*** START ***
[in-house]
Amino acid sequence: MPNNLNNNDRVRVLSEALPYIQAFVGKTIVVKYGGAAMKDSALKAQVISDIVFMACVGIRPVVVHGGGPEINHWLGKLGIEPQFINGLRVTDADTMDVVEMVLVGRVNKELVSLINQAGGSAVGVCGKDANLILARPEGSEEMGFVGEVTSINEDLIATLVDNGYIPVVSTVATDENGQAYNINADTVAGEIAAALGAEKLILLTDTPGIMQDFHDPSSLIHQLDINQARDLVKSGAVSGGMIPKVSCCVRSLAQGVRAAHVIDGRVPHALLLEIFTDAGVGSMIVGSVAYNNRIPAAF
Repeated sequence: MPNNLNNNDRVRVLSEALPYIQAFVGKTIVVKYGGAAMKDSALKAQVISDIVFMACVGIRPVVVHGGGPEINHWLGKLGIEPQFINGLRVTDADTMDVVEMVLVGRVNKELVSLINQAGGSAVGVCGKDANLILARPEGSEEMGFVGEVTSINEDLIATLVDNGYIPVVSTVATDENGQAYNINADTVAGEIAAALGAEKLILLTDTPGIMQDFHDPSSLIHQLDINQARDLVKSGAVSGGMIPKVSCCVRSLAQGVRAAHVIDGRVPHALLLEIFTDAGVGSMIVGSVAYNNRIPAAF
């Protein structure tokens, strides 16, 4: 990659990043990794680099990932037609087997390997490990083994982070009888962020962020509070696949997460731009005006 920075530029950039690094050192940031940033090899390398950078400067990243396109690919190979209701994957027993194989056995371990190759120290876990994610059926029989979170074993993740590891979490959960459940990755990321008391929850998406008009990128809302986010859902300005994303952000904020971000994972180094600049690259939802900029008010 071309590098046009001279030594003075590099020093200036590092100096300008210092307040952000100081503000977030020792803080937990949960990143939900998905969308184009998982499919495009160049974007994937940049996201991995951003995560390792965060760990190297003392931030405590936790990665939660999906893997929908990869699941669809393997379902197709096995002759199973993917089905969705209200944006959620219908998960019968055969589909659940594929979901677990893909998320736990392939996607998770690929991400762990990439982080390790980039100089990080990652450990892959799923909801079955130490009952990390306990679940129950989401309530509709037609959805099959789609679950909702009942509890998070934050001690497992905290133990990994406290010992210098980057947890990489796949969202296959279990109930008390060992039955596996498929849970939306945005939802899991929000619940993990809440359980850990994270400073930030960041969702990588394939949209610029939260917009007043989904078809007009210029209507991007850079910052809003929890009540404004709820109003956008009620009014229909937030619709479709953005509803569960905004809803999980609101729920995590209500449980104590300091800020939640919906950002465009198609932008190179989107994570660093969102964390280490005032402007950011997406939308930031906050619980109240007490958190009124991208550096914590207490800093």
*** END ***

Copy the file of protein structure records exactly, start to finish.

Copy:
[in-house]
Amino acid sequence: MPNNLNNNDRVRVLSEALPYIQAFVGKTIVVKYGGAAMKDSALKAQVISDIVFMACVGIRPVVVHGGGPEINHWLGKLGIEPQFINGLRVTDADTMDVVEMVLVGRVNKELVSLINQAGGSAVGVCGKDANLILARPEGSEEMGFVGEVTSINEDLIATLVDNGYIPVVSTVATDENGQAYNINADTVAGEIAAALGAEKLILLTDTPGIMQDFHDPSSLIHQLDINQARDLVKSGAVSGGMIPKVSCCVRSLAQGVRAAHVIDGRVPHALLLEIFTDAGVGSMIVGSVAYNNRIPAAF
Repeated sequence: MPNNLNNNDRVRVLSEALPYIQAFVGKTIVVKYGGAAMKDSALKAQVISDIVFMACVGIRPVVVHGGGPEINHWLGKLGIEPQFINGLRVTDADTMDVVEMVLVGRVNKELVSLINQAGGSAVGVCGKDANLILARPEGSEEMGFVGEVTSINEDLIATLVDNGYIPVVSTVATDENGQAYNINADTVAGEIAAALGAEKLILLTDTPGIMQDFHDPSSLIHQLDINQARDLVKSGAVSGGMIPKVSCCVRSLAQGVRAAHVIDGRVPHALLLEIFTDAGVGSMIVGSVAYNNRIPAAF
């Protein structure tokens, strides 16, 4: 990659990043990794680099990932037609087997390997490990083994982070009888962020962020509070696949997460731009005006 920075530029950039690094050192940031940033090899390398950078400067990243396109690919190979209701994957027993194989056995371990190759120290876990994610059926029989979170074993993740590891979490959960459940990755990321008391929850998406008009990128809302986010859902300005994303952000904020971000994972180094600049690259939802900029008010 071309590098046009001279030594003075590099020093200036590092100096300008210092307040952000100081503000977030020792803080937990949960990143939900998905969308184009998982499919495009160049974007994937940049996201991995951003995560390792965060760990190297003392931030405590936790990665939660999906893997929908990869699941669809393997379902197709096995002759199973993917089905969705209200944006959620219908998960019968055969589909659940594929979901677990893909998320736990392939996607998770690929991400762990990439982080390790980039100089990080990652450990892959799923909801079955130490009952990390306990679940129950989401309530509709037609959805099959789609679950909702009942509890998070934050001690497992905290133990990994406290010992210098980057947890990489796949969202296959279990109930008390060992039955596996498929849970939306945005939802899991929000619940993990809440359980850990994270400073930030960041969702990588394939949209610029939260917009007043989904078809007009210029209507991007850079910052809003929890009540404004709820109003956008009620009014229909937030619709479709953005509803569960905004809803999980609101729920995590209500449980104590300091800020939640919906950002465009198609932008190179989107994570660093969102964390280490005032402007950011997406939308930031906050619980109240007490958190009124991208550096914590207490800093």